2 Thessalonians 1:1

Paul, Silas and Timothy,

To the church of the Thessalonians in God our Father and the Lord Jesus Christ:


“Thessalonica was the capital and largest city of the Roman province of Macedonia. The most important Roman highway—extending from Rome to the Orient—went through Thessalonica. This highway, along with the city’s thriving seaport, made Thessalonica one of the wealthiest and most flourishing trade centers in the Roman empire. Recognized as a free city, Thessalonica was allowed self-rule and was exempted from most of the restrictions placed by Rome on other cities. Because of this open climate, however, the city had many pagan religions and cultural influences that challenged the Christians’ faith.” (Life Application Study Bible 2023)

Work Cited

Life Application Study Bible. Zondervan, 2011. p. 2023.


John 20:19-20

19 That Sunday evening the disciples were meeting behind locked doors because they were afraid of the Jewish leaders. Suddenly, Jesus was standing there among them! “Peace be with you,” he said. 20 As he spoke, he showed them the wounds in his hands and his side. They were filled with joy when they saw the Lord!


Samson: A Nazirite, Dedicated to God from the Womb

Judges 13:5

5 You will become pregnant and have a son whose head is never to be touched by a razor because the boy is to be a Nazirite, dedicated to God from the womb. He will take the lead in delivering Israel from the hands of the Philistines.”

It is sad to be remembered for what one might have been. Samson had tremendous potential. Not many people have started life with credentials like his. Born as a result of God’s plan in the lives of Manoah and his wife, Samson was to do a great work for God—to “take the lead in delivering Israel from the hands of the Philistines.” To help him accomplish God’s plan, he was given enormous physical strength.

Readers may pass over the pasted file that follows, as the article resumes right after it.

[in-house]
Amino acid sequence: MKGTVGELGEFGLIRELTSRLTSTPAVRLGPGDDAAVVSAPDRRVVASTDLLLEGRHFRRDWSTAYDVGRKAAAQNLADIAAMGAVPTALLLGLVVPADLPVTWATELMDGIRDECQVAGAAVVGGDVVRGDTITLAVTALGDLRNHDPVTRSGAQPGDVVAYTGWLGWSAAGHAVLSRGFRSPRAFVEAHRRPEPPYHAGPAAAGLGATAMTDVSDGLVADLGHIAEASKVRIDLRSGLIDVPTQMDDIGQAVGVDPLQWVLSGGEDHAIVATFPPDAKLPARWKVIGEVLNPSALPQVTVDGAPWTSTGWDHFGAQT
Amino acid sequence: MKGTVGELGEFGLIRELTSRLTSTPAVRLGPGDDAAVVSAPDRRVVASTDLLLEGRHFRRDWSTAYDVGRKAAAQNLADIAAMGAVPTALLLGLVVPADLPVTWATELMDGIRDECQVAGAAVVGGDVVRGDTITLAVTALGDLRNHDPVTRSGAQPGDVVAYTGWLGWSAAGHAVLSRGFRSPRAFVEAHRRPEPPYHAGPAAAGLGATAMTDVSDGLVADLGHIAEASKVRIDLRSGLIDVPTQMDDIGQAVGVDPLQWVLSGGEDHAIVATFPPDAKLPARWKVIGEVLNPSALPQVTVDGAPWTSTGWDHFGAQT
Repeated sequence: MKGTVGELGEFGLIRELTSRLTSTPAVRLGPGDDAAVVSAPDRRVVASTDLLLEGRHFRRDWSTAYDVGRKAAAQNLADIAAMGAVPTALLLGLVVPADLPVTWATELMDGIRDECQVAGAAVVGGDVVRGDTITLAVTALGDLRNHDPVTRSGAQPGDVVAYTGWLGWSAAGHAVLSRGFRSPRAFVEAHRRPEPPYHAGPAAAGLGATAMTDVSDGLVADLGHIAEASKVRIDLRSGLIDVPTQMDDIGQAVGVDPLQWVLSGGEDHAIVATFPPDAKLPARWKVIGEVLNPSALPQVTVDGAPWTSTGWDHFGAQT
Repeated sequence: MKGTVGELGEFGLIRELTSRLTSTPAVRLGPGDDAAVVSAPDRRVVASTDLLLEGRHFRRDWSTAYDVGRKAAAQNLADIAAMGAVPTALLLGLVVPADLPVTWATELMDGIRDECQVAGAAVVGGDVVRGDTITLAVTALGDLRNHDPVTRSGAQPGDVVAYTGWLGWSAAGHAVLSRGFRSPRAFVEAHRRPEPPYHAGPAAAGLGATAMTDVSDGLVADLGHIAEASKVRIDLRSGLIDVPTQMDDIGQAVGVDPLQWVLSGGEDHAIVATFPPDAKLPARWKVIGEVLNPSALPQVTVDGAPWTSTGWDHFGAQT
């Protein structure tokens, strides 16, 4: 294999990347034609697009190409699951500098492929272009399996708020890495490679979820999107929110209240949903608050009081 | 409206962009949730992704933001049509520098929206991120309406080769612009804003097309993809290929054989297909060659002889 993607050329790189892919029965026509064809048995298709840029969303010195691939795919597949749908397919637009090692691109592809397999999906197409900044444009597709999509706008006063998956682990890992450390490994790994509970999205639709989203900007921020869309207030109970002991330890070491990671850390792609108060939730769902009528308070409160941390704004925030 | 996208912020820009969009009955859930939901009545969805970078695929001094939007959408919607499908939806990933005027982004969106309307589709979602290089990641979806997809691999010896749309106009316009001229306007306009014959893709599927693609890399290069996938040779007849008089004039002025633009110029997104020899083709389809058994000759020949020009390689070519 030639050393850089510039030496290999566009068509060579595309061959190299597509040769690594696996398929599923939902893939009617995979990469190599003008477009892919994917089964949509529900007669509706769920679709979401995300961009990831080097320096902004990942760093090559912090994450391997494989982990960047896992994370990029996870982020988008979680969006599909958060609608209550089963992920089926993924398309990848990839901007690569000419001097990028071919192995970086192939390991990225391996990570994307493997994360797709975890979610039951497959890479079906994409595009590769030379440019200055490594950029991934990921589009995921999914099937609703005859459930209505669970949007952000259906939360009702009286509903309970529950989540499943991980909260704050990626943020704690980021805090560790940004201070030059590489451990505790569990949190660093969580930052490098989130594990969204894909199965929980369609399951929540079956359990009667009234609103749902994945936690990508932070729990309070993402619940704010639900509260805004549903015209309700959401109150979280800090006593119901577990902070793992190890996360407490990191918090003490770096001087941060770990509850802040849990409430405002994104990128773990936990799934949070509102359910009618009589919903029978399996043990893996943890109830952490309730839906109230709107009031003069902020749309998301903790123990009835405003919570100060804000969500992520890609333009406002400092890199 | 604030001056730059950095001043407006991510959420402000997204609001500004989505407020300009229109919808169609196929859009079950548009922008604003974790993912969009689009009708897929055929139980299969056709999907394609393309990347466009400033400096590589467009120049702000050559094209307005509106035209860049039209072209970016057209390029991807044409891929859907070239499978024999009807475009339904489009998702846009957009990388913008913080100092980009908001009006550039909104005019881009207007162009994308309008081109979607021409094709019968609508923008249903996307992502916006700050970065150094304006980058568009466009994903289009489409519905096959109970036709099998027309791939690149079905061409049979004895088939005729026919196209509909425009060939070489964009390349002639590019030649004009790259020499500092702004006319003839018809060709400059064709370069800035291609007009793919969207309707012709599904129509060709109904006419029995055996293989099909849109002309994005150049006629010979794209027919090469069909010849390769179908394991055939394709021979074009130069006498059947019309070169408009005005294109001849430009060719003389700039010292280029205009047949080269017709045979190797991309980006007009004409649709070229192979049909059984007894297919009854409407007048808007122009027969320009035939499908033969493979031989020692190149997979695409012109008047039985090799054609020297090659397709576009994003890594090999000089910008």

Because Samson wasted his strength on practical jokes and getting out of scrapes, and because he eventually gave it up altogether to satisfy the woman he loved, we tend to see him as a failure. We remember him as the judge in Israel who spent his last days grinding grain in an enemy prison, and we say, “What wasted potential!”

Yes, Samson wasted his life. He could have strengthened his nation. He could have returned his people to the worship of God. He could have wiped out the Philistines. But even though he did none of those things, Samson still accomplished the purpose announced by the angel who visited his parents before his birth. He took the lead in rescuing Israel from the Philistines.

Interestingly, the New Testament does not mention Samson’s failures or his heroic feats of strength. In Hebrews 11:33, he is simply listed with others “who through faith conquered kingdoms, administered justice, and gained what was promised,” and in other ways were given superhuman aid. In the end, Samson recognized his dependence on God. When he died, God turned his failures and defeats into victory. Samson’s story teaches us that it is never too late to start over. However badly we may have failed in the past, today is not too late for us to put our complete trust in God.

Strengths and accomplishments:

  • Dedicated to God from birth as a Nazirite
  • Known for his feats of strength
  • Listed in the Hall of Faith in Hebrews 11
  • Began to free Israel from Philistine oppression

Weaknesses and mistakes:

  • Violated his vow and God’s laws on many occasions
  • Was controlled by sensuality